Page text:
The King’s CE School is a small school with large numbers of disadvantaged students. However, the PE department is seeing increasing numbers opting for GCSE and results are improving every year.
DFE Pushes for a Tech Revolution in the Classroom
Don’t you know, we’re talking about a revolution. A revolution in the way schools approach data, how they use technology and it’s positive effect on teacher wellbeing. And we’re not alone. Last week, Education Secretary, Damian Hinds called on tech firms to kick-start an “educational revolution” in the classroom. Read how Pupil Progress is already tackling the issue the DfE has highlighted
Why can’t my school just trust us to do our job?
Micromanagement is the bane of teachers up and down the country. A recent article by The Secret Teacher hit the nail on the head, saying that as a result teachers feel “robbed of any autonomy” and that it “chips away at a teacher’s self-esteem, confidence and expertise”.  As a teacher, you know what approach to teaching suits you and your students best. You know how to get the best results. You just want to take a risk sometimes, and try something creative to bring a new spark to...
Interviews with Teachers: Catherine Tighe
In the first of our new Interviews with Teachers series, meet the inspiring British champion in Sports Acrobatics Gymnastics; Catherine Tighe! Hear about the impact the Youth Sports Trust can have on students motivation, how to improve the numbers of girls taking up PE & the thrills that teaching PE can bring!  
Interviews with Teachers: Jason Clarke
Next up in our Interviews with Teachers series, we spoke to Jason Clarke who, back in 2015, made the move from teaching in the UK to teaching abroad. We wanted to speak to Jason about the differences and challenges of working abroad as a teacher, compared to the UK. If you’re considering teaching in another country, read on to find out about Jason’s experience and get his advice.
Interviews with Teachers: Jen English
Jen English has been teaching for six years, and has been a Head of Department for the last two years. During her teaching career, she has also been a PGCE and NQT mentor and led whole school CPD on various Teaching and Learning Strategies. Now, Jen co-runs #GeogChat on Twitter and is a keen sharer of resources both through Twitter and her blog. Recently, she presented at the Geographical Association Conference on 'Increasing challenge at Key Stage 3' and in the evening at the...
Interviews with Teachers: Rebecca Kenny
Rebecca Kenny has been teaching for thirteen years and working with children for sixteen. She has a passion for creative education and instilling a sense of purpose and motivation in all of her students. She is now developing her own company offering creative, motivational holiday clubs to students across South Liverpool, where she hopes to develop critical and creative minds for many more years. We spoke to Rebecca for our ‘Interviews with Teachers’ series about the current issues...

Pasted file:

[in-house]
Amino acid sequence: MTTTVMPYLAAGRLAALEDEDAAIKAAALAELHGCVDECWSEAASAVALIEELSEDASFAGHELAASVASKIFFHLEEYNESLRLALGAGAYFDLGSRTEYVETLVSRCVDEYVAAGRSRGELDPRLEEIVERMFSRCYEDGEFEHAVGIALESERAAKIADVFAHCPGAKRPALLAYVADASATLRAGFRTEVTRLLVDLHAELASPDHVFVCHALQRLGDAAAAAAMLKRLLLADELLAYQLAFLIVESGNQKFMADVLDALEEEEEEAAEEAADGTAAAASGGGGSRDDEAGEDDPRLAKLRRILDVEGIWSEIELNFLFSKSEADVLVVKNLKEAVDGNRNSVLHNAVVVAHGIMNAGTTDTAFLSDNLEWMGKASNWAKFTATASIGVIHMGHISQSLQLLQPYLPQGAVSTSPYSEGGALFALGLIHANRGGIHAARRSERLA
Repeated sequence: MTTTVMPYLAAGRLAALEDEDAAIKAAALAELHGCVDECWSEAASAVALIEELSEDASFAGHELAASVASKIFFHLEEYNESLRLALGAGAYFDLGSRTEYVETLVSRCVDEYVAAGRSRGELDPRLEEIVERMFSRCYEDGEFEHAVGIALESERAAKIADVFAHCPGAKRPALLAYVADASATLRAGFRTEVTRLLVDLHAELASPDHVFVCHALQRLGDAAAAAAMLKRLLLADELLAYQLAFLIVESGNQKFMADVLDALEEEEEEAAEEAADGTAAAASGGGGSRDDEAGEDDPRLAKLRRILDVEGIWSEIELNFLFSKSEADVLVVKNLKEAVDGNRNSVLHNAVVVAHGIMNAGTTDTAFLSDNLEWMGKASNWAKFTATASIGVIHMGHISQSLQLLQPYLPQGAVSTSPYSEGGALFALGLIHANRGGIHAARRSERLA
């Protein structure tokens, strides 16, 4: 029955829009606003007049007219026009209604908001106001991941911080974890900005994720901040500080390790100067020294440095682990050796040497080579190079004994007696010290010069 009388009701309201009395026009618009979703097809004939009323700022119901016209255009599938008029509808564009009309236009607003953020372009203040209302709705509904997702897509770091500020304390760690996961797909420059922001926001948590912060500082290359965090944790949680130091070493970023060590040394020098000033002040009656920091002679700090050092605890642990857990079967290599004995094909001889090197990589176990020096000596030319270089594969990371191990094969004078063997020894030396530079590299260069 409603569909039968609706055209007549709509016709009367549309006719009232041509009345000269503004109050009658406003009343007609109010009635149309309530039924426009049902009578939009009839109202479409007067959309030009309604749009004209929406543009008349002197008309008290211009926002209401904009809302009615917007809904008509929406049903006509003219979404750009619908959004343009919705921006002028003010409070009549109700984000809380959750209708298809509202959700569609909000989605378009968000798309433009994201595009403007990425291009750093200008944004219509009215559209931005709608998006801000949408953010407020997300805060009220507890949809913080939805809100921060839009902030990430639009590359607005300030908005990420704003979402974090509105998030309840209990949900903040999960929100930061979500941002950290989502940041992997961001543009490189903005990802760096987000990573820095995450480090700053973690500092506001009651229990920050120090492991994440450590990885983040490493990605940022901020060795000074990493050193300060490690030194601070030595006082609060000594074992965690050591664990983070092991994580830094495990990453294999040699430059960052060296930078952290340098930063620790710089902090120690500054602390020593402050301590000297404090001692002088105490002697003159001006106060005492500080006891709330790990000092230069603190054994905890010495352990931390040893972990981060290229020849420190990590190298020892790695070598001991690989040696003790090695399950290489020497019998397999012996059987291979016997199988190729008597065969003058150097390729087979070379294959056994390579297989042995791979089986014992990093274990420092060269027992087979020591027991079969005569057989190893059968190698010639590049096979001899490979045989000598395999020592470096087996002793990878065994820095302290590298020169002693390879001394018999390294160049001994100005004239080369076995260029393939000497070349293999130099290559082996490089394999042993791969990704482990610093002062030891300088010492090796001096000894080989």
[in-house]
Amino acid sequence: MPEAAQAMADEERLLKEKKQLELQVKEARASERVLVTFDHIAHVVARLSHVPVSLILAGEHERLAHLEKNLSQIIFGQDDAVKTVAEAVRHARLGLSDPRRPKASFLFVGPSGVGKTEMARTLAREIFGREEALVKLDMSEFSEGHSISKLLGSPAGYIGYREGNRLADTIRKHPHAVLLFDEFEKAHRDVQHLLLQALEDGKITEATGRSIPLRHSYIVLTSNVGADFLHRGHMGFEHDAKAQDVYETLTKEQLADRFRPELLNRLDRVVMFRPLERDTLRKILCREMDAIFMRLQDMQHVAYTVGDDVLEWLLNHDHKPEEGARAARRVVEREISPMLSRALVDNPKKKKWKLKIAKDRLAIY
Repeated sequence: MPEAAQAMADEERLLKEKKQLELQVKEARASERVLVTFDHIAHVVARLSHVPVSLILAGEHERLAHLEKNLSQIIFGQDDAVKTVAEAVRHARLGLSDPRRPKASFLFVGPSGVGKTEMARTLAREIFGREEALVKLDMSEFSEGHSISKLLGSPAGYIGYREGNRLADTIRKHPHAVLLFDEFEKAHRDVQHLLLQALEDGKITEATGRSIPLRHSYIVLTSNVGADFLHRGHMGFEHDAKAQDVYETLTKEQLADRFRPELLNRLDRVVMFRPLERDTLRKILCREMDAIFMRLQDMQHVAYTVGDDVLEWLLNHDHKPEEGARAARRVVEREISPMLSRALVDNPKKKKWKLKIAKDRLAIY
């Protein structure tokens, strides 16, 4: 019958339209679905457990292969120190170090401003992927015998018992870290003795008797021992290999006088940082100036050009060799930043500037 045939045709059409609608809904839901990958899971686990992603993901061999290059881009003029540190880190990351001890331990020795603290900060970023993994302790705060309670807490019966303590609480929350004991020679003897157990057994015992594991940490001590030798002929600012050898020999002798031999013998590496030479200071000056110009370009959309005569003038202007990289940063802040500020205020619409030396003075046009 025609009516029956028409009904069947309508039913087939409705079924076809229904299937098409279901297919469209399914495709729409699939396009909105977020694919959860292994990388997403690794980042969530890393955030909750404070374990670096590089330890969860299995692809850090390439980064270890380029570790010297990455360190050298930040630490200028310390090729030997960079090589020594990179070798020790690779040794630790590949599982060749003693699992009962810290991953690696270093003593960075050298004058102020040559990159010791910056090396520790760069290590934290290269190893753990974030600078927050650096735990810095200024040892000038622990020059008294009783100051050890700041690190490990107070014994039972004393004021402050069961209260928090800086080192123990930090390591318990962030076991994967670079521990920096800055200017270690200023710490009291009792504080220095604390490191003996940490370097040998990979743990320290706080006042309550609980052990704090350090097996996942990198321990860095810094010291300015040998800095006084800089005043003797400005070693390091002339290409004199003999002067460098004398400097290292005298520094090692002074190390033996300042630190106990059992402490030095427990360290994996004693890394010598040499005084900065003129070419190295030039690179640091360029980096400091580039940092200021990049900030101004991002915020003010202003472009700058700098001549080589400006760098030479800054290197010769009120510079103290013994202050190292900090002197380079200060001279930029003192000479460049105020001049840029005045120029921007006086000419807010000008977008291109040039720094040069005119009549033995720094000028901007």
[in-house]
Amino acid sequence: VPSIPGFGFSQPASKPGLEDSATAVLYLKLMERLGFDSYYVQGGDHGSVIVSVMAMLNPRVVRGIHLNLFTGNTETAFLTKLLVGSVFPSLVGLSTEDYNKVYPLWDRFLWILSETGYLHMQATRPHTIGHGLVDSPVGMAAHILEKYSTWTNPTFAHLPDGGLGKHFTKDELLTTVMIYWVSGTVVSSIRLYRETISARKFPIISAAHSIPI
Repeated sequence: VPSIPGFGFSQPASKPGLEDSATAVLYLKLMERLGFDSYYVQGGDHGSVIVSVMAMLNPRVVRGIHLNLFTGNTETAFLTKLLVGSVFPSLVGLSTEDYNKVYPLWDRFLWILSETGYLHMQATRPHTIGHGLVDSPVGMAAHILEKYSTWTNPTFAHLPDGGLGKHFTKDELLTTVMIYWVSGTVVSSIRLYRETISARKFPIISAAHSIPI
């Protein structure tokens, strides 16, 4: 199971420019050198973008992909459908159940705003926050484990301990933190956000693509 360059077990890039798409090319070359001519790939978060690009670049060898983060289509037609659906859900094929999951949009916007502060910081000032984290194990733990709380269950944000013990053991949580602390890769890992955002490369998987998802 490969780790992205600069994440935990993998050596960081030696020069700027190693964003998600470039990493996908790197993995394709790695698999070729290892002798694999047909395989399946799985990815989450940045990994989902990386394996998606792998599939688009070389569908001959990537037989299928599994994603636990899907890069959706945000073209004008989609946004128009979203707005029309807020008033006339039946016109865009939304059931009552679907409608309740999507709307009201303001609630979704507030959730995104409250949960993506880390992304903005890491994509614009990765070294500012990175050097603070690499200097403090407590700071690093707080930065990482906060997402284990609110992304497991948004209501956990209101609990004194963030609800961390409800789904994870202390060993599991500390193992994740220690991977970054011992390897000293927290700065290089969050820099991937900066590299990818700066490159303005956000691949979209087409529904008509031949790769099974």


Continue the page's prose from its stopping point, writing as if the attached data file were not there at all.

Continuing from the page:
Interviews with Teachers: Victoria Hewett
Victoria Hewett, also known as Mrs Humanities, is a twice-nominated UK blog award finalist, teacher and soon to be author. She has been teaching in Kent for six years and is currently subject leader for Geography. Before that, she was Head of Humanities at a free school. Victoria set up the teacher well-being scheme #Teacher5adayBuddyBox in 2016, which now has over 1,500 participants from across the UK and further afield. She also set up well as Magpied Pedgogy, a website which...
Interviews with Teachers: Vikki Parker
Former Drama Teacher Vikki Parker is the Creative Director at Arts Unwritten, a new social enterprise that seeks to develop new writing for theatre, exploring taboo themes of mental health. After 16 years in teaching, Vikki is now an actor, director, writer, poet, and visual artist, with a mission to provide a creative platform for stories that heal. Through studying Integrative Arts Psychotherapy at the IATE, Vikki has extensively explored the therapeutic power of the Arts, and the aim of...
Real Leadership in Teaching: Why Being Yourself Is Important
I have found myself in a strange situation with regard my career, one in which I have an overwhelming passion for education but now sit outside of the situation. Although now running Pupil Progress, an educational resource company, I am no longer on the front line, teaching, leading, helping pupils and my team This brings me to writing this series of blogs entitled Real Leadership. With this new journey, I find myself reflecting so much on my past experiences, and how much I learned...
Scaling Factors
Exam boards have updated their specifications to include the scaling factors for the new 9-1 GCSEs and A-levels. It doesn’t affect all specifications and subjects, just some. Most exam boards have clearly stated them at the end of the assessment section in the specifications. We have been in contact with other exam boards that haven’t made it clear to confirm them on your Find out what Scaling factors are, how they impact your students grades & how to use them to your...